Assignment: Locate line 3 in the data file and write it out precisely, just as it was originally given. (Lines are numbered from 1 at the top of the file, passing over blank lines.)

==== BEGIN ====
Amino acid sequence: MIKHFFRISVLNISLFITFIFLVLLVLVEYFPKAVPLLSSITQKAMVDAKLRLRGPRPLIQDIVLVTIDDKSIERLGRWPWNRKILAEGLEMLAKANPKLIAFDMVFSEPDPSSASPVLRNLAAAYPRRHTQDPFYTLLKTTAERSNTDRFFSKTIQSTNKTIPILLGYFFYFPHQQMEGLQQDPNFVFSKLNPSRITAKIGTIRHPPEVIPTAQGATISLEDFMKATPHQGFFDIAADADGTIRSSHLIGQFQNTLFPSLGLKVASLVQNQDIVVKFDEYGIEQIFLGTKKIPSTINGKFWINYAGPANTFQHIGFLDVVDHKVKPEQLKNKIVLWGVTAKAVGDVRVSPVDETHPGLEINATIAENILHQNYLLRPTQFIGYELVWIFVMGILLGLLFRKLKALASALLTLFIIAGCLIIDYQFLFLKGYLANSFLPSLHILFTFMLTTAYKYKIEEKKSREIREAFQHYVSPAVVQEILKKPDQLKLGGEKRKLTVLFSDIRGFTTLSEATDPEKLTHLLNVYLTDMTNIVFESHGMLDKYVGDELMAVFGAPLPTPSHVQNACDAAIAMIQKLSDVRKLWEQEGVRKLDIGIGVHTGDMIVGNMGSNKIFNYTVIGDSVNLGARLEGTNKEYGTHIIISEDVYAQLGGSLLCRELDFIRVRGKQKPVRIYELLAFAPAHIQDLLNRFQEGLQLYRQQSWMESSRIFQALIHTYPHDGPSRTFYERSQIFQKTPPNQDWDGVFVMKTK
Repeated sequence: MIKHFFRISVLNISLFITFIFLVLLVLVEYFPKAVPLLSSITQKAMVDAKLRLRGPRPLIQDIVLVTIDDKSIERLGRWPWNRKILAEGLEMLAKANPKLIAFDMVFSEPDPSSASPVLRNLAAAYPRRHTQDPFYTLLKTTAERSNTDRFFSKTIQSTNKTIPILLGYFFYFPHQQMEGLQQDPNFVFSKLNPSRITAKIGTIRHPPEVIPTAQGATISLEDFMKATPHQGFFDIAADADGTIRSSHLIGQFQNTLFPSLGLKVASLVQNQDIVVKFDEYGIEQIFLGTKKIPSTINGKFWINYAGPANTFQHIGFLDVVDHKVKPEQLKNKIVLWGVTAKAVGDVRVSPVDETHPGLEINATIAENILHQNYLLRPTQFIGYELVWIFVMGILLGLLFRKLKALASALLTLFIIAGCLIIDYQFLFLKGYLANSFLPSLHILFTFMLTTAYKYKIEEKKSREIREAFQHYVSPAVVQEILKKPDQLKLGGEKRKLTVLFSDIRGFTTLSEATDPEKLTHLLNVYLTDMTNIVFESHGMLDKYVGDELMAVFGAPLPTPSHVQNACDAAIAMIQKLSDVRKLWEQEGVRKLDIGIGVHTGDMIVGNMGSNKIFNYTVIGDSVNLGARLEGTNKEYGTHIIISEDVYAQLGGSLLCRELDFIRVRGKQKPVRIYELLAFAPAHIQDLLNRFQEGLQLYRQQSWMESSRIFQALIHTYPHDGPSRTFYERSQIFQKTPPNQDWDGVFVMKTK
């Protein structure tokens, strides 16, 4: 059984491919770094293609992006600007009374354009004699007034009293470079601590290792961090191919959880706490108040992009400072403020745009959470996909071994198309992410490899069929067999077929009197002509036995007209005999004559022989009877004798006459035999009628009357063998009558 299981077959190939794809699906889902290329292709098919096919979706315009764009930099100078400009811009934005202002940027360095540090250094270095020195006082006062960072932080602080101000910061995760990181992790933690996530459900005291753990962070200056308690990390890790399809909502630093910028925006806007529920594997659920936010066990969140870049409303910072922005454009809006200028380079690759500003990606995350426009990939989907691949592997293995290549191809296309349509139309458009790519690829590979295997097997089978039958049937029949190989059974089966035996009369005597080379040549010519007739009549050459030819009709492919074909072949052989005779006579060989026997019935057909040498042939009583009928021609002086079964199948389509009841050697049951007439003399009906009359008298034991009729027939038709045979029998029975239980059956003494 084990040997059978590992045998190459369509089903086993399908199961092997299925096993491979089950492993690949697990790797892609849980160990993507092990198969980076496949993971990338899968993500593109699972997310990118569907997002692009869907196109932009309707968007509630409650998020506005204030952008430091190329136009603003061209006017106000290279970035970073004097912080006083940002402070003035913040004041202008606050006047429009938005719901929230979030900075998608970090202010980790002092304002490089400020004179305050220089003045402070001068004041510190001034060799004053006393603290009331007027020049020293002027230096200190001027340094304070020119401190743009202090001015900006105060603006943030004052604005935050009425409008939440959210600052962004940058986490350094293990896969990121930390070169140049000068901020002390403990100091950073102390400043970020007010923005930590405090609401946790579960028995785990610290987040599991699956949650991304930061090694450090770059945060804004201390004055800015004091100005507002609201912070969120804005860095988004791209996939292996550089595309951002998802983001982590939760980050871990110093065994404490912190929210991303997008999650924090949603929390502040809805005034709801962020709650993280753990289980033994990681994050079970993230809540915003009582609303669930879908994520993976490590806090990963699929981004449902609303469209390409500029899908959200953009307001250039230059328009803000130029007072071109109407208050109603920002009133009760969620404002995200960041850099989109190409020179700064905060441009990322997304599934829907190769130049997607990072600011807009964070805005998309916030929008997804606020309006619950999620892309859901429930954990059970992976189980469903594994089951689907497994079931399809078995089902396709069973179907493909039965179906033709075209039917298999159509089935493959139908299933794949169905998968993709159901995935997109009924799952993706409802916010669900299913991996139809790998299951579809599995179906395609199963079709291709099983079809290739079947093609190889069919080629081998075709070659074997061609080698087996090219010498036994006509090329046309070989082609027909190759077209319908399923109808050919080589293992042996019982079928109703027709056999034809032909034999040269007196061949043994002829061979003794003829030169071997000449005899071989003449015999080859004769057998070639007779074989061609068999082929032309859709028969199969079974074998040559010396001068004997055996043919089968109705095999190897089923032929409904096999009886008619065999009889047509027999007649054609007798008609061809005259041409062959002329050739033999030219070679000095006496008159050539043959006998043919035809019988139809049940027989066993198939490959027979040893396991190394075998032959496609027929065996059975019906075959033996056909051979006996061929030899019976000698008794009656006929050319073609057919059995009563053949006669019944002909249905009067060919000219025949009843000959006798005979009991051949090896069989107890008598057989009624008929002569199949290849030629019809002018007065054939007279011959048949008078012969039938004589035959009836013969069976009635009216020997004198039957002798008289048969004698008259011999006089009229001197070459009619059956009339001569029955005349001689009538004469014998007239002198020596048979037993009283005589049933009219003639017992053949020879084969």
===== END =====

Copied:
């Protein structure tokens, strides 16, 4: 059984491919770094293609992006600007009374354009004699007034009293470079601590290792961090191919959880706490108040992009400072403020745009959470996909071994198309992410490899069929067999077929009197002509036995007209005999004559022989009877004798006459035999009628009357063998009558 299981077959190939794809699906889902290329292709098919096919979706315009764009930099100078400009811009934005202002940027360095540090250094270095020195006082006062960072932080602080101000910061995760990181992790933690996530459900005291753990962070200056308690990390890790399809909502630093910028925006806007529920594997659920936010066990969140870049409303910072922005454009809006200028380079690759500003990606995350426009990939989907691949592997293995290549191809296309349509139309458009790519690829590979295997097997089978039958049937029949190989059974089966035996009369005597080379040549010519007739009549050459030819009709492919074909072949052989005779006579060989026997019935057909040498042939009583009928021609002086079964199948389509009841050697049951007439003399009906009359008298034991009729027939038709045979029998029975239980059956003494 084990040997059978590992045998190459369509089903086993399908199961092997299925096993491979089950492993690949697990790797892609849980160990993507092990198969980076496949993971990338899968993500593109699972997310990118569907997002692009869907196109932009309707968007509630409650998020506005204030952008430091190329136009603003061209006017106000290279970035970073004097912080006083940002402070003035913040004041202008606050006047429009938005719901929230979030900075998608970090202010980790002092304002490089400020004179305050220089003045402070001068004041510190001034060799004053006393603290009331007027020049020293002027230096200190001027340094304070020119401190743009202090001015900006105060603006943030004052604005935050009425409008939440959210600052962004940058986490350094293990896969990121930390070169140049000068901020002390403990100091950073102390400043970020007010923005930590405090609401946790579960028995785990610290987040599991699956949650991304930061090694450090770059945060804004201390004055800015004091100005507002609201912070969120804005860095988004791209996939292996550089595309951002998802983001982590939760980050871990110093065994404490912190929210991303997008999650924090949603929390502040809805005034709801962020709650993280753990289980033994990681994050079970993230809540915003009582609303669930879908994520993976490590806090990963699929981004449902609303469209390409500029899908959200953009307001250039230059328009803000130029007072071109109407208050109603920002009133009760969620404002995200960041850099989109190409020179700064905060441009990322997304599934829907190769130049997607990072600011807009964070805005998309916030929008997804606020309006619950999620892309859901429930954990059970992976189980469903594994089951689907497994079931399809078995089902396709069973179907493909039965179906033709075209039917298999159509089935493959139908299933794949169905998968993709159901995935997109009924799952993706409802916010669900299913991996139809790998299951579809599995179906395609199963079709291709099983079809290739079947093609190889069919080629081998075709070659074997061609080698087996090219010498036994006509090329046309070989082609027909190759077209319908399923109808050919080589293992042996019982079928109703027709056999034809032909034999040269007196061949043994002829061979003794003829030169071997000449005899071989003449015999080859004769057998070639007779074989061609068999082929032309859709028969199969079974074998040559010396001068004997055996043919089968109705095999190897089923032929409904096999009886008619065999009889047509027999007649054609007798008609061809005259041409062959002329050739033999030219070679000095006496008159050539043959006998043919035809019988139809049940027989066993198939490959027979040893396991190394075998032959496609027929065996059975019906075959033996056909051979006996061929030899019976000698008794009656006929050319073609057919059995009563053949006669019944002909249905009067060919000219025949009843000959006798005979009991051949090896069989107890008598057989009624008929002569199949290849030629019809002018007065054939007279011959048949008078012969039938004589035959009836013969069976009635009216020997004198039957002798008289048969004698008259011999006089009229001197070459009619059956009339001569029955005349001689009538004469014998007239002198020596048979037993009283005589049933009219003639017992053949020879084969």